Despite record high unemployment and a local economy showing few signs of substantive recovery, the Town Tourism Committee reported Monday that lodger’s tax receipts (an indicator of the number of visitors to the area) had a record year, up 8.96 percent from 2009 receipts.
The news of the 2010 receipts was announced, along with a report showing that December’s lodger’s tax receipts were up 13.25 percent from the same month last year.
In that same announcement, the TTC stated that 2010 receipts showed an 18.98 percent increase over 2008 receipts.
The TTC’s report stands in stark contrast with sales tax receipts that, while not declining at the rate shown in the previous year, are still down from 2009 receipts.
As of November 2009, sales tax collections had decreased by an average of 8.34 percent per month (across 11 months) and year-to-date collections were down 7.03 percent. In comparison, month-to-month average declines in 2010 (as of November) were just 2.43 percent, with year-to-date collections down 2.56 percent.
Lodger’s tax receipts, on the other hand, have shown a steady increase over the past two years, suggesting a corollary increase in the number of visitors staying in the area.
December’s increase represents an additional $4,700.35 in lodger’s tax revenues. In total, 2010’s increase represents an additional $31,572.37 in revenue over 2009 receipts and $61,238.09 over 2008 receipts.
This is good news for the TTC, which is funded entirely by lodger’s tax receipts. Surplus funds help to further fund TTC activities, namely, promoting Pagosa Country as a tourist destination. In theory, additional promotion would further increase tourism.
Several questions could be raised regarding the almost perfect winning streak achieved by the TTC over the past two years, however.
First and foremost would be to ask how much of the increases logged over the past two years are due to the opening of the luxury hotel at The Springs Resort? With rooms running over $500 a night at the newest hotel, receipts from stays at that hotel would certainly inflate lodger’s tax receipts (the hotel opened early summer 2009).
Flat or slightly decreased lodger’s tax receipts in 2011 would suggest that the luxury hotel at The Springs Resort was a likely factor in increased receipts. The converse would not be true, however: a continued increase in lodger’s tax receipts would not necessarily negate the effect of The Springs Resort’s hotel on lodger’s tax revenue collections.
In short, the question is: are there really more visitors coming to the area or is more money being collected due to pricey rooms at a luxury hotel?
Unfortunately, Colorado statute prohibits the release of tax data from individual businesses.
The next question to be asked is if anything like critical mass would be achieved in regards to lodger’s tax receipts. Short of a surge in inflation (which has hovered between .1 and .3 percent nationally over the past two years), would the local lodging industry reach a point where significant increases were no longer possible? Obviously, there is a finite potential for lodger’s tax revenues; at which point is critical mass reached where sustained increases are no longer possible?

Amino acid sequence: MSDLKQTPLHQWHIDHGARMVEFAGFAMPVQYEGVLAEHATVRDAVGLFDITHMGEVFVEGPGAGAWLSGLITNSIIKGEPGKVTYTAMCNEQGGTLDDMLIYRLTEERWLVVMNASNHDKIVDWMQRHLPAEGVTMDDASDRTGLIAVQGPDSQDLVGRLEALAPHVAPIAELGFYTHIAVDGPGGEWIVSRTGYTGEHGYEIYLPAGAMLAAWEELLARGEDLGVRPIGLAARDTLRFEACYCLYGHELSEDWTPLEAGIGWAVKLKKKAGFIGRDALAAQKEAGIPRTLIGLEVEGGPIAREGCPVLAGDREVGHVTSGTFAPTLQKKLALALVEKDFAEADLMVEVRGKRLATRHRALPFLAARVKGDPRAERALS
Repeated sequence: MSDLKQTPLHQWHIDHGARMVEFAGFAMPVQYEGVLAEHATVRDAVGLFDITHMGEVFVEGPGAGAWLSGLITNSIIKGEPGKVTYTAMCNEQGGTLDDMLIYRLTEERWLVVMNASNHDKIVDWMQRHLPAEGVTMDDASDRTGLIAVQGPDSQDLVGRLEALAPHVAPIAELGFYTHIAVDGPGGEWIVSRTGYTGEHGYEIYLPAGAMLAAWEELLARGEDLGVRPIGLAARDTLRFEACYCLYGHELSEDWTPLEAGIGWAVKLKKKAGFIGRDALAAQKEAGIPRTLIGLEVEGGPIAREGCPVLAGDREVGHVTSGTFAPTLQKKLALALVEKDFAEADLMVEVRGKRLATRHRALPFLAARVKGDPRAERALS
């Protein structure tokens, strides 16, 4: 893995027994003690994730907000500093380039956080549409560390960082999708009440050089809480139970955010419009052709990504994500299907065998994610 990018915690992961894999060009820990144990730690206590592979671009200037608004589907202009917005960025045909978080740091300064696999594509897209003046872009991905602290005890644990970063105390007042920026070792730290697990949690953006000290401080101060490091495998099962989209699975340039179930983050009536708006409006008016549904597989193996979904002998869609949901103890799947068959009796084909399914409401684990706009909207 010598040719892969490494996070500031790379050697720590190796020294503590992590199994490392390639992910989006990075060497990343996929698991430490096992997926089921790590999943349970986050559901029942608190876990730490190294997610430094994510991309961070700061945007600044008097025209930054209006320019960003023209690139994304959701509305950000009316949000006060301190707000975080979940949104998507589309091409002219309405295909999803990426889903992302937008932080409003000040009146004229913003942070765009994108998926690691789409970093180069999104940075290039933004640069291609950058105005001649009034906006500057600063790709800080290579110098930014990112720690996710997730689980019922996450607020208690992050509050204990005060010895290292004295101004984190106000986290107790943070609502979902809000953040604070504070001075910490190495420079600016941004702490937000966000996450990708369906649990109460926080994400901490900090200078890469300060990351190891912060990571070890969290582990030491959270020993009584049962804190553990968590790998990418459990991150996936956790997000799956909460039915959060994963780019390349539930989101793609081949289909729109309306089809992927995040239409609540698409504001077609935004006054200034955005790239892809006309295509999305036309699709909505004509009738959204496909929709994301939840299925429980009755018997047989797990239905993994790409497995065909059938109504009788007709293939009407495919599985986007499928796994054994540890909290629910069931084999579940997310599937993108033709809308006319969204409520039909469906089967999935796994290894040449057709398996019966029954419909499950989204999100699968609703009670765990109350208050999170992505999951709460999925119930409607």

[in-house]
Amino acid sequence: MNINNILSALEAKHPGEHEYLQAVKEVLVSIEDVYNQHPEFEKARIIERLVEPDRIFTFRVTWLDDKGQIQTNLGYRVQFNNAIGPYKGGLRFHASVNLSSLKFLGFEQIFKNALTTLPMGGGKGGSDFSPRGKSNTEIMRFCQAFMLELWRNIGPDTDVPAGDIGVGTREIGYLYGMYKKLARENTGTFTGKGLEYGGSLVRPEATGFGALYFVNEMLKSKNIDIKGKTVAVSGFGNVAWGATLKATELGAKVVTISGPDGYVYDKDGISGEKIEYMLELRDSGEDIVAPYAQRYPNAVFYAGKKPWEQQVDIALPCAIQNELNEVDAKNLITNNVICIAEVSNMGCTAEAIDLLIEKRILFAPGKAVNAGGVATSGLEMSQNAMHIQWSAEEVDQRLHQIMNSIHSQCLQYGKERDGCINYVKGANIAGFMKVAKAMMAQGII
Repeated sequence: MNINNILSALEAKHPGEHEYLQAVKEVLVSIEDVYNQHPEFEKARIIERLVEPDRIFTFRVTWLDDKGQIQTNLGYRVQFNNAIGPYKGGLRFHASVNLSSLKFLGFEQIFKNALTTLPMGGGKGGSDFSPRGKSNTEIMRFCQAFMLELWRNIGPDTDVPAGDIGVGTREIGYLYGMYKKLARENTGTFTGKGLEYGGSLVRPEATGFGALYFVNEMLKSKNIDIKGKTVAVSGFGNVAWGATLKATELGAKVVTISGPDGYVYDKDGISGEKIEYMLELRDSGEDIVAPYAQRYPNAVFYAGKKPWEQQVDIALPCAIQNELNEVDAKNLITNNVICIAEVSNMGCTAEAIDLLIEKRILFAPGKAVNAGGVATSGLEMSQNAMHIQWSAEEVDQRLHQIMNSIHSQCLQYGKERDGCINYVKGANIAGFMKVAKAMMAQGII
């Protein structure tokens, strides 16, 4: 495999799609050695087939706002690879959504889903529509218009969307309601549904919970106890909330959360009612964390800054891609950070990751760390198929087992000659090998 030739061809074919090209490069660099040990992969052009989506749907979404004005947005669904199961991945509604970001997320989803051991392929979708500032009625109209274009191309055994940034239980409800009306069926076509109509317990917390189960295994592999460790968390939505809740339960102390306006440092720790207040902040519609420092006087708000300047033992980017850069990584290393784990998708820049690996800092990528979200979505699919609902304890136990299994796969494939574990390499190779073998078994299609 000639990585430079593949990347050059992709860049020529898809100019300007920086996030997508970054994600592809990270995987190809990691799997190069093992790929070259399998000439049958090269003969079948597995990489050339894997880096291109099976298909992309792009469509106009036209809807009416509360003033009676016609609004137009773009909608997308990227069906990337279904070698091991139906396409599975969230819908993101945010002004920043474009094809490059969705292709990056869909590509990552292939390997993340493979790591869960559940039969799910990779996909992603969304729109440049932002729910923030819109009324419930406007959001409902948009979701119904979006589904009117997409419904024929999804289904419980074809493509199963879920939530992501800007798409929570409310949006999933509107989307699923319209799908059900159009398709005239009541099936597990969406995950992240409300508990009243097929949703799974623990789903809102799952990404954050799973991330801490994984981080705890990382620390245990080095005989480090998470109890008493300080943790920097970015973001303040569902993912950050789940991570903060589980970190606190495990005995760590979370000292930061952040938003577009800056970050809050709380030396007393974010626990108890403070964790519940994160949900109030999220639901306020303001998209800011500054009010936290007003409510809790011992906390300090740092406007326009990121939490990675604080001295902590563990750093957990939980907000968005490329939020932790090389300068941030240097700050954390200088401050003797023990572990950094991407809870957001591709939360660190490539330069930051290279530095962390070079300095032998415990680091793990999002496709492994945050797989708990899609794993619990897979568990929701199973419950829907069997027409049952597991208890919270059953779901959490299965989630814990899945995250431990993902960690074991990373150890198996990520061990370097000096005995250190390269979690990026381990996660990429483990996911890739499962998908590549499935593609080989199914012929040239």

Finally, with increased revenues funding further promotion of the area, are those promotional efforts subject to the law of diminishing returns? That is, is there a point where increased investment in tourism promotion results in decreased numbers of visitors to the area (provided The Springs Resort has not skewed lodger’s tax numbers)?
The TTC, for its part, seems to have created a hedge against the law of diminishing returns by investing surplus capital in other, tourist-related projects. Most notable is the TTC’s ongoing Wayfinding and Signage capital improvement project. The first example of that project is highly visible, with a large sign having been installed at the southwest corner of U.S. 160 and Hot Springs Boulevard.
The TTC has stated that more signs will be installed over the next few years, with two more signs to be installed this summer.
Less visible, but highly controversial, was the purchase last month of a ski lift, ostensibly to be installed on the northwest face of Reservoir Hill. The TTC is currently developing a business plan to see if installation of the ski lift — with estimated costs of around $300,000 — would be an economically feasible project.
The ski lift scheme is part of a larger plan devised by the TTC to increase use of the hill. Late last year, the TTC (in conjunction with the Town of Pagosa Springs Parks and Recreation Department) made improvements to sledding and snowboarding runs on the hill (including the addition of a large berm for stopping descents) and expanded parking at the area.
With lodger’s tax receipts showing sustained growth over the last two years, 2011 will be an interesting year. With three new events planned for this year — The Great Golden Retriever Roundup slated for June, the Nashville Songwriter’s Symposium set for July, and the Colorado Entrepreneurship MarketPlace event set for October — the area could see a significant influx of new visitors in the year to come. Whether or not those events contribute to another year of growth in lodger’s tax receipts, however, won’t be known for months to come.
Whether or not the area can continue to grow its tourism industry will be one of the more important questions of 2011.